Locked in a tight divisional race with the Boston Red Sox, the Baltimore Orioles will soon be without their best player, and one of the most valuable players in the game, as suspensions loom for shortstop Manny Machado and Royals pitcher Yordano Ventura following a brawl between the two in Tuesday night’s 9–1 Orioles win at Camden Yards.
Ventura and Machado both have a history of getting into on-field dust-ups, but there was no known conflict between the two prior to Machado’s second at-bat of the game against Ventura. In the bottom of the first inning, Ventura worked away from Machado, falling behind 3–1, at which point Machado dropped the bat-head on a low two-seamer that tailed inside, hitting it down the leftfield line for an RBI double that started the scoring in what would be a four-run inning for Baltimore. When Machado’s turn in the order came back around in the second, Ventura fired in two more two-seamers that tailed in to Machado at 98 miles per hour, the first starting over the plate then tailing up and in. The second was belt-high, but further inside, forcing Machado to jump backward. That second pitch got Machado’s attention, drawing a cold stare from the Orioles shortstop. After Machado hit Ventura’s next pitch, a 97 mph two-seamer over the plate, into a stiff wind blowing in from leftfield, he called out to the pitcher while jogging down the line, getting Ventura’s attention then issuing him a warning in Spanish.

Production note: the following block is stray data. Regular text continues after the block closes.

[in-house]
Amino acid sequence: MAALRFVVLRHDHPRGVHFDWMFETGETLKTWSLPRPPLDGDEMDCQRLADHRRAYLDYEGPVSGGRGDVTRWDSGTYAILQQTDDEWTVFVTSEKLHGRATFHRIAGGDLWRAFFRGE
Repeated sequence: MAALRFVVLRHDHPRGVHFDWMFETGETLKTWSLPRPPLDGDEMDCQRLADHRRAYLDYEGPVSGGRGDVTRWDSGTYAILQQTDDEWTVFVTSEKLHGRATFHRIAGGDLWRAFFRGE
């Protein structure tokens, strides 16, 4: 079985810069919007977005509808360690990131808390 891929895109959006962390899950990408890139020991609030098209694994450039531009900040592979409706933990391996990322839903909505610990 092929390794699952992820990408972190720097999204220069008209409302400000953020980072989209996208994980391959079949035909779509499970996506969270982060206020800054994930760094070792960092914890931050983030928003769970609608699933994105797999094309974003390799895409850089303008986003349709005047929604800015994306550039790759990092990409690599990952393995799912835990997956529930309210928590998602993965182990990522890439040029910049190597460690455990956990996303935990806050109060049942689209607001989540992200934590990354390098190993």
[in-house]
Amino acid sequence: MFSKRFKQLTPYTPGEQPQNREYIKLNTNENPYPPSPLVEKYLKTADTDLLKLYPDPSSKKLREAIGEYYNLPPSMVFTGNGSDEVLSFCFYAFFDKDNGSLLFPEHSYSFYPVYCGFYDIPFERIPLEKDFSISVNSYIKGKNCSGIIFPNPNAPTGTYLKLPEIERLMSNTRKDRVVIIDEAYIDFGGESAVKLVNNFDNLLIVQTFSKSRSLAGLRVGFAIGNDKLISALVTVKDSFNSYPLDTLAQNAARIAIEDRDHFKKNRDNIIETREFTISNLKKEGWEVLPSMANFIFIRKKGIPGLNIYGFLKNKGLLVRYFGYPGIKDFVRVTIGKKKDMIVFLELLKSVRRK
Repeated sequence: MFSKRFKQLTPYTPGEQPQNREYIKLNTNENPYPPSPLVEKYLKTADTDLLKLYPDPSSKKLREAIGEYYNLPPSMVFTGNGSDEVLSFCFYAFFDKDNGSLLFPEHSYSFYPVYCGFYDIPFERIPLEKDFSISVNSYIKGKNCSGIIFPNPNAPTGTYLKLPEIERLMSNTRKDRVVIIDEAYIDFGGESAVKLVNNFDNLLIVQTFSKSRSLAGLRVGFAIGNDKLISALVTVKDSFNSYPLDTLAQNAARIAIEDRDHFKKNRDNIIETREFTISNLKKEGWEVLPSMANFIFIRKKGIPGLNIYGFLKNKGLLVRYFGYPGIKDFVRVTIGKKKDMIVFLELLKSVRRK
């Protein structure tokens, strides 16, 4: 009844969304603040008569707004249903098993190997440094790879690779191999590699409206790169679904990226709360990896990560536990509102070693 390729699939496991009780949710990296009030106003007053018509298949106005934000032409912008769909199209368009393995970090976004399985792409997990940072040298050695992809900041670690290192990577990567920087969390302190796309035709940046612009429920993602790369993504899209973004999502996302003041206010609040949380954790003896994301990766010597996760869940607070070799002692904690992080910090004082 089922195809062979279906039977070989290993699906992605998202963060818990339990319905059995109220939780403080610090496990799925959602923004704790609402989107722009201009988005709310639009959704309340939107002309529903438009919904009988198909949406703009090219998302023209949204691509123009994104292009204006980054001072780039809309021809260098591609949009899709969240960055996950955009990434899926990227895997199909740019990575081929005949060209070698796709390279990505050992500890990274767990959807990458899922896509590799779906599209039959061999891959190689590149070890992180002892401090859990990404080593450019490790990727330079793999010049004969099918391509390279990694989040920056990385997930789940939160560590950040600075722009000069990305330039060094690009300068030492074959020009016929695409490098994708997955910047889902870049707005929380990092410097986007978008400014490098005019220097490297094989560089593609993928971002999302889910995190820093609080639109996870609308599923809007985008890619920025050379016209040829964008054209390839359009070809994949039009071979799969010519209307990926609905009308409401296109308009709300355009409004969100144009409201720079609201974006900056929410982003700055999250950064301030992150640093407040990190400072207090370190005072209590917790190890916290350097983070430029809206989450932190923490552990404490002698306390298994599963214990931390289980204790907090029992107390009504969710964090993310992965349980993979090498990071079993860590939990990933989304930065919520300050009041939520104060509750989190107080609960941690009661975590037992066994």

That at-bat set up what came in the fifth. With one out, the bases empty, and the Orioles now up 5–1, Ventura’s first pitch in Machado’s third plate appearance was a 99 mph fastball that hit Machado in the small of the back. Machado immediately discarded his bat and helmet and, with a slight limp, charged the mound, where Ventura, who had similarly tossed aside his glove and cap, was waiting for him. Both players threw one round-house right, Ventura missing badly, Machado being partially blocked by Ventura’s left arm, after which Machado put Ventura in a headlock and the two fell to the ground as the benches rapidly emptied on top of them.
The fighting was limited to those two combatants, however. Despite the speed with which the players and coaches flooded the field, the intent of all appeared to be to break things up. When the dust cleared, only Machado and Ventura had been ejected and no apparent injuries had been suffered. However, suspensions are clearly coming for both Machado and Ventura, and in that the Orioles will have gotten the worst of this affair, losing a far more valuable player in a much tighter divisional race.